The 99kg challenge

Ready for a fast journey using the contents of a backpack? Call Chris does Content.Having just got rid of 80% of my library, I’ve set myself a new challenge: by the end of the year, everything I own will weigh less than 99 kilograms in total.

Why? Because it’s refreshing. I’ve always been a minimalist, but home ownership and relative affluence lead to surprising volumes of clutter in your life, and I’m no exception – most people would be happy all their possessions fitted into a 25 sq ft cupboard, but for me that’s a crushing gravitational pull that anchors me in one place and puts a brake on opportunities. Never have anything in your life you couldn’t walk away from in ten minutes.

Even with that attitude, it’s not going to be easy. I own a couple of big items: bikes, a heavy punchbag. So the challenge is going to include big decisions: one of the bikes is a classic XTR’d Orange Clockwork from 1991, a 10kg chunk right there, and I’d be loath to part with it despite riding it perhaps once a year. But that’s the point. When your possessions own you, it’s time to get rid of them. Simplify, simplify.

IMG_2156Of course, technology makes it easier. CDs, DVDs, books, magazines are now all weightless, spread across hard disks and Kindles. And my laptop itself weighs in at barely a kilo. So all the lumpy stuff that grows on bookshelves is easy to part with; just rip and organise. While clothes are easy, too: a couple of suits and shirts for smart, a dozen identical black T shirts and half as many 501s for everyday. The shoe rack needs culling, but at 15 pairs I’m hardly Imelda Marcos. Not quite the Jack Reacher lifestyle, buying $20 of clothes every few days and discarding them rather than laundering, but they’ll fit in a single bag.

And there are caveats: I’m not going to include furniture, or kitchen appliances, or my car, or the house itself. (After all, those things can be sold or rented out with ease, providing assets and cashflow without the burden of occupancy.) So 99 kaygees looks like a doable, if slightly stretched, goal.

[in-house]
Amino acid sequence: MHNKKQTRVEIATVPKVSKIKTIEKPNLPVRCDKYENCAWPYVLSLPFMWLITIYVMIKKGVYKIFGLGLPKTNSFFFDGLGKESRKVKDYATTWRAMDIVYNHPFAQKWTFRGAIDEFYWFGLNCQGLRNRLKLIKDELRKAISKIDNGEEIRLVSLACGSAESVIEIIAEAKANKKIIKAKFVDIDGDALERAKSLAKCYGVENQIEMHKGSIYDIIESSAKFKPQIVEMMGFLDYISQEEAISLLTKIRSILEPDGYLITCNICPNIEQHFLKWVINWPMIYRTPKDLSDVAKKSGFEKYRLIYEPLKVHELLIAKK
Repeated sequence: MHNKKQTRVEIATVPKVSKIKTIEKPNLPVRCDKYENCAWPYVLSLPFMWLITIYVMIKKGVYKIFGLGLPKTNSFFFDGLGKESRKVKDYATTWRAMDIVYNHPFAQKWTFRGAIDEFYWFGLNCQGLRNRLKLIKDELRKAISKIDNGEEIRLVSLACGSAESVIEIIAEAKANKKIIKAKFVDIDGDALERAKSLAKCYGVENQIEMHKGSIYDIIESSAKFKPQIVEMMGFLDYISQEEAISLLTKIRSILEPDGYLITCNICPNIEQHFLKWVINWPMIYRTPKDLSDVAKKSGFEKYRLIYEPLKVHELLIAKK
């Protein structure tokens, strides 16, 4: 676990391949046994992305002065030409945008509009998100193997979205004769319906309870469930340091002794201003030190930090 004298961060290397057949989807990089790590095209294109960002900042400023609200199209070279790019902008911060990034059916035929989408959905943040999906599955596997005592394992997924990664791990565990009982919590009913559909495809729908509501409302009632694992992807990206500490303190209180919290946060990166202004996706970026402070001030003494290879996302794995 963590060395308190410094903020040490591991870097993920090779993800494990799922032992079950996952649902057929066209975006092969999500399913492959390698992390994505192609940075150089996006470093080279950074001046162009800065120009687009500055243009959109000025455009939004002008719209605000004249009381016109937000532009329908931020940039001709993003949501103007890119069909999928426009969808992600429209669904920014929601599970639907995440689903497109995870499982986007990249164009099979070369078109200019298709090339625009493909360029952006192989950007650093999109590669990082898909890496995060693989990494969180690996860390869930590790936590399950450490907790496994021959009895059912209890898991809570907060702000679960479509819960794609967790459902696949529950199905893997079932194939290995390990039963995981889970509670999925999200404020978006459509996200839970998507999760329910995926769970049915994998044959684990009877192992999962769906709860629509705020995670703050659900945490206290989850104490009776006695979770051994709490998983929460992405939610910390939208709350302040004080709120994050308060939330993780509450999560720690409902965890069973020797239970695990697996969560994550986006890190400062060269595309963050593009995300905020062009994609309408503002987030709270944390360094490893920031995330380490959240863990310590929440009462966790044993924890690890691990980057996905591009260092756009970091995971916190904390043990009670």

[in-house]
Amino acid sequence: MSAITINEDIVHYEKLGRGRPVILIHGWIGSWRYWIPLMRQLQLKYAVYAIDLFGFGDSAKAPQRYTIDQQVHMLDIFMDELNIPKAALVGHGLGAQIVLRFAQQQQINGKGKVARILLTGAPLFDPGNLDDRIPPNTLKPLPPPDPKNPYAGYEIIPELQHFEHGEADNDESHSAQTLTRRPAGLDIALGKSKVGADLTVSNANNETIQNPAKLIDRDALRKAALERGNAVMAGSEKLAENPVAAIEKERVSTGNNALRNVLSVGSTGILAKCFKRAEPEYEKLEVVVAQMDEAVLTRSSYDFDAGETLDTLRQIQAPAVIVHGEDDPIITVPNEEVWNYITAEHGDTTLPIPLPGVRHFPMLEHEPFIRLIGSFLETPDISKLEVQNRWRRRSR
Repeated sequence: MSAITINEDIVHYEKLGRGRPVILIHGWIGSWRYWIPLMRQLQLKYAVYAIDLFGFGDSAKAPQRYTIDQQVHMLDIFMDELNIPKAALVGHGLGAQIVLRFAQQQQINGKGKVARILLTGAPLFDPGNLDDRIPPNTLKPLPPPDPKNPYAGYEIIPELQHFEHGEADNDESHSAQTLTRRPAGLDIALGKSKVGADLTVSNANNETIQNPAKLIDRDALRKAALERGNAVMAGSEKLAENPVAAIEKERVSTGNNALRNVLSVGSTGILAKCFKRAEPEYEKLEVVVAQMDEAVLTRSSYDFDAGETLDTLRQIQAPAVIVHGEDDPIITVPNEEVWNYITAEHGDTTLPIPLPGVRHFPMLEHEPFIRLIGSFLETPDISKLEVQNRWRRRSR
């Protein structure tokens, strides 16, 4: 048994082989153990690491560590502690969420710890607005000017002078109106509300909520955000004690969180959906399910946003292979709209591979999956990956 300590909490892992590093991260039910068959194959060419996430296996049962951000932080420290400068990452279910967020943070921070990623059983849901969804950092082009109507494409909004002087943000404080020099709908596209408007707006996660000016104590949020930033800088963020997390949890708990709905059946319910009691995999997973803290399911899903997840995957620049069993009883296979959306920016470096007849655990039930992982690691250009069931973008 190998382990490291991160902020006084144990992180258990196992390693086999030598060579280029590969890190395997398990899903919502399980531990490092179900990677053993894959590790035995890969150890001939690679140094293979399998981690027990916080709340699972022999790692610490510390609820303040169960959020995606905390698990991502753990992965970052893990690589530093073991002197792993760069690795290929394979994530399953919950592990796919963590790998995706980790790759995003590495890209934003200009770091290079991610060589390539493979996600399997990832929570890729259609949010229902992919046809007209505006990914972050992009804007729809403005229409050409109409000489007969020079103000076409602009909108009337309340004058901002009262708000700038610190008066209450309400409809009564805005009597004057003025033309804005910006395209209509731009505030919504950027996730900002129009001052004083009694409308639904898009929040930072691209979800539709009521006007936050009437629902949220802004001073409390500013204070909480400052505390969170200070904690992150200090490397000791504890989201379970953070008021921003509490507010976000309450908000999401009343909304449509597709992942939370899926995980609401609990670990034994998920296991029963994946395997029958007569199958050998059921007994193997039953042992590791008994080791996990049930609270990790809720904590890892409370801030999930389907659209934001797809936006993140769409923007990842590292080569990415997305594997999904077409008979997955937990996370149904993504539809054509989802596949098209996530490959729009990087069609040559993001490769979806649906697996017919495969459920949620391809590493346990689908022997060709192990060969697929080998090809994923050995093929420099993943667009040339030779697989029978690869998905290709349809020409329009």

But ultimately, this isn’t about weight or possessions or lifestyle; it’s about simplicity. When you own less, you worry less about what could happen to it. The stuff you do keep gets used and worn out without getting precious about it. Living in a house without valuables means you need less insurance. Worry less about crime. Spend less time cleaning. Enjoy small spaces more, because the clutter’s gone. Not to mention the savings you make when you move house, or refresh your wardrobe. You’re automatically spending less, because you’re using the few things you own to their theoretical limit.

The 99kg challenge is the essence of Zen: a few good things, central to life and appreciated fully.

And after that? Maybe a 9kg challenge…

7 thoughts on “The 99kg challenge

  1. As of today (13 March 2013) I have “lost”:

    – 250kg of books
    – 30kg of clothes/shoes
    – 150kg of furniture (not counted against total)
    – 25kg of unused paint/tools/garage stuff

    And am looking next at

    – 50kg of magazines
    – 50kg of oft-consulted textbooks, if I can replace them with Kindles
    – 30kg of wallets containing CDs and DVDs to be transferred to hard disk

  2. Pingback: The simple life | Chris does Content
  3. Recent weight loss: a 4kg duvet (nobody needs more than one duvet); about 2kg of Beethoven and Mozart CDs ripped onto disk. Still considering what to do with bikes.

  4. Recent weight loss: wardrobe. Clothing now totals only black suits, only black shoes, only white shirts, similar black T shirts, single-source socks for easy pairing, and jeans, with sports stuff and ties being the only swatches of colour.

  5. Big one coming up: 15 thick binders (about 8,000 sheets of paper) comprising my MBA coursework. Found a scanning company that can reduce it to convenient PDFs of each module. Another 20kg or so off the shelf – but more importantly, a volume of space about quarter of a cubic metre back in my life.

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